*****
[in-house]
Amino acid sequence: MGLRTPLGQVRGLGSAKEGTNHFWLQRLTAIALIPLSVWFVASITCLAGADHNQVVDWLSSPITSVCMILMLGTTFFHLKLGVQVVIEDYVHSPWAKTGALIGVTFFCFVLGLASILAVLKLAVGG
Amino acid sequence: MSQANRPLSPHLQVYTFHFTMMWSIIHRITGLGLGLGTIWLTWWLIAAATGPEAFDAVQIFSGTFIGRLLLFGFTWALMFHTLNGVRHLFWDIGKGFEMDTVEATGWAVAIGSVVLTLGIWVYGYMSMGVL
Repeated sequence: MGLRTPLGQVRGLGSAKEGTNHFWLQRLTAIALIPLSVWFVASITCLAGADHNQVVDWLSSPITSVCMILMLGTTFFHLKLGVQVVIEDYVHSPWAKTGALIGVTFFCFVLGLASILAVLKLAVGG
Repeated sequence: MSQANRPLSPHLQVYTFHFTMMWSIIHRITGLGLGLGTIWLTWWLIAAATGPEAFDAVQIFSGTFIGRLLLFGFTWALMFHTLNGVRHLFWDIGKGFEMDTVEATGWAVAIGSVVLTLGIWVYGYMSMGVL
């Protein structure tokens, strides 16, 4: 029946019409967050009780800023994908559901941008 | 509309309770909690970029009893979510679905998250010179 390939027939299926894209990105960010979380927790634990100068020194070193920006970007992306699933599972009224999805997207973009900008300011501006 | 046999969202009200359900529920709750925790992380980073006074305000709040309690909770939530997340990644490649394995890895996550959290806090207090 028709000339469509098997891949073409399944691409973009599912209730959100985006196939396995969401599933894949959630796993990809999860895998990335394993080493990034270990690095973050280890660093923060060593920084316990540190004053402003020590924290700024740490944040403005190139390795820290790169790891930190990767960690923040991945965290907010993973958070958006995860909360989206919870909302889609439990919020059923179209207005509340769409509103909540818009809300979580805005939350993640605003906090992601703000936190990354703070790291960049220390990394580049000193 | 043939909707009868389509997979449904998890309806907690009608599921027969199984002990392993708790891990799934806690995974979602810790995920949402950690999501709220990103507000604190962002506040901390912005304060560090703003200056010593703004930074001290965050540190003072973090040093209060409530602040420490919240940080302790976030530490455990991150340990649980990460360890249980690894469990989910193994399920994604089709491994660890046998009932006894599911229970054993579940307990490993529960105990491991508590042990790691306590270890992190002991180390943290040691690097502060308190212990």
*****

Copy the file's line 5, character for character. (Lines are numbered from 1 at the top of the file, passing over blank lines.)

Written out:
Repeated sequence: MSQANRPLSPHLQVYTFHFTMMWSIIHRITGLGLGLGTIWLTWWLIAAATGPEAFDAVQIFSGTFIGRLLLFGFTWALMFHTLNGVRHLFWDIGKGFEMDTVEATGWAVAIGSVVLTLGIWVYGYMSMGVL